- George Washington is our actual founder. He was the point of unity during and after the Revolution, without which–we never would have made it as a country.
On the one hand, we can say that
- His two terms in office set a clear precedent
- He embodied a spirit of political compromise, such as using Jefferson and Hamilton in prominent ways in his administration, and
- We have to admit, his owning of slaves, but then also his freeing of his slaves, may have influenced us in both directions.
But I have doubts. Washington’s life and demeanor seem to have no real influence on the culture of the United States.
We can argue, then, that we have no founder. America is a bumpy ride, carried along by change, and so on. We should stop looking for a center and embrace change for its own sake. But this view to me holds no water. America did succeed in various ways, we grew, we built things, and so on. One can’t do all of this on quicksand.
Or we can assert that we are founded on an idea, or a set of principles, and not on a particular person. This explains or messy founding. And–it explains why the ideas, not limited by time and space, could travel so far so fast, just as we ourselves did across the country. It explains why we disagree so much seemingly about the same thing–the incarnation of the ideas might take different form in different places.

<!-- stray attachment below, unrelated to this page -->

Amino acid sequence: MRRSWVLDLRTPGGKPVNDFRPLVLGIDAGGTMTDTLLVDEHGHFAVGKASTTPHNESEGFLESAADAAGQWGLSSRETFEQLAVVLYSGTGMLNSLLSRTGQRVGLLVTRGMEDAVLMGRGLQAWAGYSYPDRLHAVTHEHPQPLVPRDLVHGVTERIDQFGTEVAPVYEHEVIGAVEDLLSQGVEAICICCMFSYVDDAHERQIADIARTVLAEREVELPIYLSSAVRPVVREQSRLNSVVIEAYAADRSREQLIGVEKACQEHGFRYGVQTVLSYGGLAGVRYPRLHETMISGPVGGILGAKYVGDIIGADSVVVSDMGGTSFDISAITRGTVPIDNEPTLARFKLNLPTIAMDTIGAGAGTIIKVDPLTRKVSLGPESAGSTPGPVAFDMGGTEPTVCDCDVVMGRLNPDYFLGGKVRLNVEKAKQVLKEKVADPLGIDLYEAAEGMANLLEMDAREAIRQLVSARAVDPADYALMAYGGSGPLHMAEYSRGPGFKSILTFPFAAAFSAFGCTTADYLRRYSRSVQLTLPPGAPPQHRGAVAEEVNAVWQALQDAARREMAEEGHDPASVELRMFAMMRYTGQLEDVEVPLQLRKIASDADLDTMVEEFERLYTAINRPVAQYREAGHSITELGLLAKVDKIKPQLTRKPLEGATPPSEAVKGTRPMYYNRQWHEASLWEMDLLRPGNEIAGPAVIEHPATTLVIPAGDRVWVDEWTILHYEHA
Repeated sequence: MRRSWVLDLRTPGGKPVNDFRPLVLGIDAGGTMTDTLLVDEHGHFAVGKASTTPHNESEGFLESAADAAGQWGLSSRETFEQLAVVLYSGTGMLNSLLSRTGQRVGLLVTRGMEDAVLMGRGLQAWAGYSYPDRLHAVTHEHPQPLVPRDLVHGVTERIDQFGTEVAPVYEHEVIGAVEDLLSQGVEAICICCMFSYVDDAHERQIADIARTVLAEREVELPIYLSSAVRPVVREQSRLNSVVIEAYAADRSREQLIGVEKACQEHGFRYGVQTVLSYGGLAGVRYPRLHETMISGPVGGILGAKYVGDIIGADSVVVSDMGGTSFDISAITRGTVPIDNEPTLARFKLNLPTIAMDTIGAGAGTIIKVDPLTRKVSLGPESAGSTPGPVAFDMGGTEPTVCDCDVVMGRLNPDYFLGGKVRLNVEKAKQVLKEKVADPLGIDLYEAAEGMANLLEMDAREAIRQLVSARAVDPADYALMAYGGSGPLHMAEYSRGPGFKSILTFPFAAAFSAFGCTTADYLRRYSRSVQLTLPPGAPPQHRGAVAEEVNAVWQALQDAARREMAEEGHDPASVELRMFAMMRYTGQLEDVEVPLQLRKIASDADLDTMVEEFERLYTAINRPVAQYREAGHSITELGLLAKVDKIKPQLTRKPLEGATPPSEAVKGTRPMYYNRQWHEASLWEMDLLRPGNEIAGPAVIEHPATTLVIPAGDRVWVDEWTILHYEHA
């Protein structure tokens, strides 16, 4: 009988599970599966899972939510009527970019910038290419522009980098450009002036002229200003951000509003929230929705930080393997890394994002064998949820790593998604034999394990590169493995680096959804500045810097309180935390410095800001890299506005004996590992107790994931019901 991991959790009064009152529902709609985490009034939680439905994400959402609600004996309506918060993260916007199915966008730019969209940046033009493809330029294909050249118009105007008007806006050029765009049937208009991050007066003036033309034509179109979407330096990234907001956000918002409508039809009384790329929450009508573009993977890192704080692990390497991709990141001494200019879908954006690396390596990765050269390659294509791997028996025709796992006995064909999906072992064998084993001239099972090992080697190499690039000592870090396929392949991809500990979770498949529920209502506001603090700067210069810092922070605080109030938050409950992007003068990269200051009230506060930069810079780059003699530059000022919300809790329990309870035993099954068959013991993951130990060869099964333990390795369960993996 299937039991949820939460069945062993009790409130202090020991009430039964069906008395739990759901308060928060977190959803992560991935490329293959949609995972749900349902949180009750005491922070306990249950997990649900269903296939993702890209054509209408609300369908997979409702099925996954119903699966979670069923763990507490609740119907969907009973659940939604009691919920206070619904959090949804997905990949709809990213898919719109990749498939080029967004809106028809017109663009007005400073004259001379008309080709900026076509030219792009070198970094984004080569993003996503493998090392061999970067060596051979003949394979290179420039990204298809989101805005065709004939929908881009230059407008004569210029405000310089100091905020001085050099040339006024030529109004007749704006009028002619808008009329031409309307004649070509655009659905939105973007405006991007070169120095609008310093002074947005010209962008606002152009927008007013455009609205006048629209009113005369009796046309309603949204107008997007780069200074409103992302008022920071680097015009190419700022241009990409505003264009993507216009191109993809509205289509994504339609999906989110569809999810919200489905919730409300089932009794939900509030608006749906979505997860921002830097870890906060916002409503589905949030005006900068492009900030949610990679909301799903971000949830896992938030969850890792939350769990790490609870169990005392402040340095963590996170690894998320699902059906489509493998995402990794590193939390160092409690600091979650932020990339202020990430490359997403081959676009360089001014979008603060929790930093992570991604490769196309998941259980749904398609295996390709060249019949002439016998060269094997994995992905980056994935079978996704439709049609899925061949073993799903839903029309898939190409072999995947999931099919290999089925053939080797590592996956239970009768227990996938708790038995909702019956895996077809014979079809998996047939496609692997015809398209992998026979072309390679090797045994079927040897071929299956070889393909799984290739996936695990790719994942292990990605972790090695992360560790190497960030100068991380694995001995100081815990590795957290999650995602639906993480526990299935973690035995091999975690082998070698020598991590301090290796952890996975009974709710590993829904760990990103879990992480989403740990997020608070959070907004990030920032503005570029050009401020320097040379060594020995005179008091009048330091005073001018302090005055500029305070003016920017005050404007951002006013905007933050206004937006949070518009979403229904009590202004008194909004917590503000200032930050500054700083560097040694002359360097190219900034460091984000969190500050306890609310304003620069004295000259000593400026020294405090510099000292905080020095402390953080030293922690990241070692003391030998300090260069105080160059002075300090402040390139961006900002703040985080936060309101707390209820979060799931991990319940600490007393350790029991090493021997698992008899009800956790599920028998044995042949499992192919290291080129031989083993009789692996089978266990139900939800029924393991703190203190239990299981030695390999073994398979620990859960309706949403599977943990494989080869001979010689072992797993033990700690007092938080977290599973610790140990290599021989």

Theseus and Romulus overlap, as do Aristotle and Plato. But in the end we must choose a point of emphasis.
Aristotle, for his part, would have approved of our attempt at a mean between ideas, of commerce and agriculture, of conservative and liberal, and so on. But he surely he too would disapprove of how far the idea of democracy has traveled–the franchise for he saw as mob rule.Plato might approve of our founding in the “purity” of an ideal, but I am convinced he as not as gnostic as some make him out. I think that he would see that ideas rooted only in the mind would cause too much “movement” in our culture. In The Republic, Plato only looked at the state as a means of understanding the souls of real men.
The exact nature of the historical reality of Theseus and Romulus even Plutarch wondered at, and so we in America, built more on myth than history, can extrapolate a bit to find our founder. Perhaps we should name Janus, he who looked in opposite directions. This would explain our ability to move, our ability to always find something accommodating and infuriating all at once in America. Yet in the end, Janus still was one person, and perhaps the good ol’ U.S. of A can remain one as well.
*Hannibal without question was a brilliant battlefield commander and leader of men. But . . . military men write all of his biographies and hence see things from his point of view. What is needed (if it exists I haven’t seen it) is a biography of Hannibal written by a career politician. Most criticize Carthage’s Senate for not backing Hannibal and going for Rome’s jugular after Cannae. They lament the Senate’s focus on keeping trade open and the money flowing from Spain. But, armed with Aristotle’s thoughts, perhaps the Senators were onto something, consciously or no. Without access to trade, Carthage could not be Carthage, and so would surely collapse, as happened in the 3rd Punic War.